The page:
Many Australians are deeply concerned about recent events in Sudan. Thousands of people have died in Darfur, many more have been made refugees, and the killing continues. The Sudanese Government sponsors the Janjaweed militia which is responsible for most of the killing. The international community, preoccupied with Iraq, Afghanistan and Iran, seems incapable of acting resolutely to deal with the problem.
But does anyone know why this is happening? Did thousands of Sudanese suddenly decide that they wanted to massacre their neighbours?
Sudanese refugees fleeing Darfur
There is quite a bit of coverage of events in Sudan in the Australian media, but virtually nothing about why they are happening. Apart from an occasional implication that Arab Sudanese are attacking Black Sudanese (and, of course, that’s the sort of thing Arabs do), no one asks why these appalling events are happening.
A friend of mine has been involved in intensive negotiations between the various parties. He says the underlying cause is environmental. The Sahara Desert is gradually moving south, and pushing people with livelihoods built around grazing livestock south with it. This is bringing them into a quickly escalating conflict for resources with established agricultural communities, whose livelihoods are built upon growing crops.
I’m in no position to know how dominant this factor is, but it sounds pretty convincing. Racism is a potent factor all around the world, but it is hardly new. The key to understanding events in Darfur is asking a simple question: What’s changed? Why weren’t these events occurring ten or twenty years ago?
The banal, superficial coverage that typifies the Australian media leaves us in a state of blind ignorance about underlying causes in global conflict. It fosters an impression that other peoples, particularly certain races, are apt to indulge in mass violence for no particular reason. It prevents us from understanding the forces that drive human history, and that will drive future global events.
Why has Colombia been wracked by civil war for decades, with two large guerrilla armies facing a heavily militarised State and Right-wing paramilitaries? The reasons are complex, but include a grossly unequal distribution of wealth and income and deep divisions between Indigenous peasants and White or mestizo elites.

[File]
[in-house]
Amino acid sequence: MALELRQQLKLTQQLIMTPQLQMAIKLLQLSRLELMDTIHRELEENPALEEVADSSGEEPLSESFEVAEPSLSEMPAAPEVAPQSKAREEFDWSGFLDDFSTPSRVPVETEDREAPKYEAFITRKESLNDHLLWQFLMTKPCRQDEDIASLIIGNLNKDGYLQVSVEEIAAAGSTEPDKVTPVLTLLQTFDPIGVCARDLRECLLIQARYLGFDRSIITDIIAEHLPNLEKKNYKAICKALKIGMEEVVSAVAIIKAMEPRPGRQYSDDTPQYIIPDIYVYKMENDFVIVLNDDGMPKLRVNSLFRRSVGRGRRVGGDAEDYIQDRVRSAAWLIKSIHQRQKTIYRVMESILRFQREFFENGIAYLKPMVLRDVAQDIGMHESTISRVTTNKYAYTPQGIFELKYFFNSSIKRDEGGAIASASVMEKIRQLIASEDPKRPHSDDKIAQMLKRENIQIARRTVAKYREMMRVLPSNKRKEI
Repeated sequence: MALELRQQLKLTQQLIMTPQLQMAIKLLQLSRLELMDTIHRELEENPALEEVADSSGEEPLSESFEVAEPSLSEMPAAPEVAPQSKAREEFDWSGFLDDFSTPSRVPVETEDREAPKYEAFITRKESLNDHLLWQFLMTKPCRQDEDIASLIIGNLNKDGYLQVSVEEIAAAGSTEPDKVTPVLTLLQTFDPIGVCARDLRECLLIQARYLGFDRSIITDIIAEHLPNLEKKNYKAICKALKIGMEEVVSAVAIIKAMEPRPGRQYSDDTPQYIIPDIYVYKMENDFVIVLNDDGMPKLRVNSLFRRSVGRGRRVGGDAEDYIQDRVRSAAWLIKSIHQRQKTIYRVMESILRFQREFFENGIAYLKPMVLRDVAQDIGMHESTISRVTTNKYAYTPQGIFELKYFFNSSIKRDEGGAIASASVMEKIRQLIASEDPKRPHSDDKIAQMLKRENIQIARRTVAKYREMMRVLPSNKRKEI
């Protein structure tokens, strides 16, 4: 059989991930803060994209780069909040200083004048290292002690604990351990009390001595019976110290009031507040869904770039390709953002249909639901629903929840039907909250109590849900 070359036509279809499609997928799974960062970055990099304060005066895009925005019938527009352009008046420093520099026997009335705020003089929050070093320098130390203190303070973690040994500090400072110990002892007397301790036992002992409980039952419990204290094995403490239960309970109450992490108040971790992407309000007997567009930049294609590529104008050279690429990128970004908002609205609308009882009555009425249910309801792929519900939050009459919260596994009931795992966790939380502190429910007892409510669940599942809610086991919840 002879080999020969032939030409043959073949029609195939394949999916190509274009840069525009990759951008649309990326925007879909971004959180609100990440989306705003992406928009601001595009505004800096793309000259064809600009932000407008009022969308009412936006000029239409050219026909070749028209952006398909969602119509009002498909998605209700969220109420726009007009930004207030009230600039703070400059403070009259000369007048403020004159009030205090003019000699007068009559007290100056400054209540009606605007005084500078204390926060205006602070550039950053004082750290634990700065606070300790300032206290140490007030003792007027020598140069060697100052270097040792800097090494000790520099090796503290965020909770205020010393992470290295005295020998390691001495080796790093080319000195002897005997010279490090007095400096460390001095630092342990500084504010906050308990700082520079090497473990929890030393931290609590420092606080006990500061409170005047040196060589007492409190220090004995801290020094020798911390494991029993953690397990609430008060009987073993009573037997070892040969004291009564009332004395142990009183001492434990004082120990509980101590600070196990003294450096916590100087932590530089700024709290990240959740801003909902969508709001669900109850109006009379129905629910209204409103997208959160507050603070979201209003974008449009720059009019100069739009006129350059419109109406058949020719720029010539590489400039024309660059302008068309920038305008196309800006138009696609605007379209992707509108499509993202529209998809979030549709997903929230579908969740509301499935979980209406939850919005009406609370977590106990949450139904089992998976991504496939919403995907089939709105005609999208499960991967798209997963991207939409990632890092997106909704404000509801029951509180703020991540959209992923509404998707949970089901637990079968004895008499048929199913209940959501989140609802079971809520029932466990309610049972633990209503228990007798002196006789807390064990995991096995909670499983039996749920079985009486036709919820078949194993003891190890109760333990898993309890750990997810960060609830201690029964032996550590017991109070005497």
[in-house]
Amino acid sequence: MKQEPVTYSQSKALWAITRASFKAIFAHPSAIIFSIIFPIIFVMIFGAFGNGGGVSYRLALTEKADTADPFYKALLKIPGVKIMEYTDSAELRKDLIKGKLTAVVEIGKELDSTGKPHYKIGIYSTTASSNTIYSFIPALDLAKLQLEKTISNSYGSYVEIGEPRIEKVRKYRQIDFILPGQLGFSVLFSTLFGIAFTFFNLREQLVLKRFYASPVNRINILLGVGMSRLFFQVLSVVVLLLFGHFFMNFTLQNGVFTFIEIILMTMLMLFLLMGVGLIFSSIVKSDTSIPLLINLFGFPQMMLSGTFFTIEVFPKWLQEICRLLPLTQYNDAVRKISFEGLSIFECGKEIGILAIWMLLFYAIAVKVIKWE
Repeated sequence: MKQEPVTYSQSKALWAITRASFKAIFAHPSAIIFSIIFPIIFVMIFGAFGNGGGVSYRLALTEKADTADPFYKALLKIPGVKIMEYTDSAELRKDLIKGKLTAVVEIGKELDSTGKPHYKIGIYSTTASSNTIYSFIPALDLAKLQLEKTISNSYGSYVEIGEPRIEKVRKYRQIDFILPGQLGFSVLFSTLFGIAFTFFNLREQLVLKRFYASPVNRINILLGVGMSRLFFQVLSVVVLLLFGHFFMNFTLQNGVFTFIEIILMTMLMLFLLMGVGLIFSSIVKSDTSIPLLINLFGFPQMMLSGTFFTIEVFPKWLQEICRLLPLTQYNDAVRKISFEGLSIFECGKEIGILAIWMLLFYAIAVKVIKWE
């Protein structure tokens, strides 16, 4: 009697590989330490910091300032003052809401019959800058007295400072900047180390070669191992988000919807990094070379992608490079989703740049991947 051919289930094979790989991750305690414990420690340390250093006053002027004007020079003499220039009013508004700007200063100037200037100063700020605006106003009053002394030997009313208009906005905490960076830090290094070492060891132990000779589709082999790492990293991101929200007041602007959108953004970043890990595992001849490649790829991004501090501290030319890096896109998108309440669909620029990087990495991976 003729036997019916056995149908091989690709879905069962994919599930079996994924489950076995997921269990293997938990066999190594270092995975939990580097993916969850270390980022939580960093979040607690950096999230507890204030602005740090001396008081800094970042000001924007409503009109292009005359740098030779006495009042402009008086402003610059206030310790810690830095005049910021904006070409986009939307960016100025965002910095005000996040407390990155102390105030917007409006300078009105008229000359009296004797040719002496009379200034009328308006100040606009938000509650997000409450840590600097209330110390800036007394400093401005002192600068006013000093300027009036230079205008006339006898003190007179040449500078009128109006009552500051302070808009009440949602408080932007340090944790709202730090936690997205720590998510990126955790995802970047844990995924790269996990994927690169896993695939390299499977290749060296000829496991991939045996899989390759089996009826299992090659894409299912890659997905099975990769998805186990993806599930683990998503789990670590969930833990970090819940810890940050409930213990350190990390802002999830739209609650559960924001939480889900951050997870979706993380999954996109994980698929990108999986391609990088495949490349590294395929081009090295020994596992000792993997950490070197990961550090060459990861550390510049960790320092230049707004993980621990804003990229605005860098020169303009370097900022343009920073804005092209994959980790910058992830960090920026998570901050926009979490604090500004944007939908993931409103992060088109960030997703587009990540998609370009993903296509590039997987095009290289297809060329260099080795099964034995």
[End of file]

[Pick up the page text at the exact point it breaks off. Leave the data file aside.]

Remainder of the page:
Similar divisions can be found throughout most of Latin America, a legacy of the extreme brutality and rapacity of Spanish colonialism. Unfortunately these underlying factors are rarely mentioned when the media reports the latest massacre in Guatemala or coup attempt in Ecuador.
The conflict in Nepal has received quite a lot of coverage in Australian newspapers. We’ve heard a fair bit about Maoist rebels, but apart from one very recent article in The Australian I’ve seen virtually nothing about who they are and why they’re rebelling. The answers to this question include an entrenched caste system, extreme poverty, widespread illiteracy, and an uncaring elite.
The conflicts in Rwanda, Sri Lanka and Fiji all have their origins in colonialism, and in particular, the tendency for colonial rulers to play divide and rule politics. How often do news reports of these conflicts carry any serious analysis of the underlying causes? On the odd occasion they are mentioned, they are usually passed off as ethnic rivalry or a bland phrase like ‘conflict over land’.
Human beings may be naturally violent, but we usually don’t start wars without some reason. Appalling excesses of human behaviour tend to occur in societies under extreme stress, not in more tranquil communities. That’s why Pol Pot emerged in Cambodia rather than Norway.
So the next time you’re reading an article about serious conflict in some other part of the world, ask yourself two questions: why is this happening, and why is it happening now? If the article doesn’t provide some answers, you’re entitled to complain.
There are not many places in the Australian media where you’ll find serious reporting of the underlying causes of conflict. Just as the issues in dispute are usually an afterthought in reporting industrial action, the causes of wars, civil wars and revolutions are largely ignored. I’d like to hope that it will improve, but in a country where much of our media is gradually degenerating into clones of Who Weekly, I’m not holding my breath.
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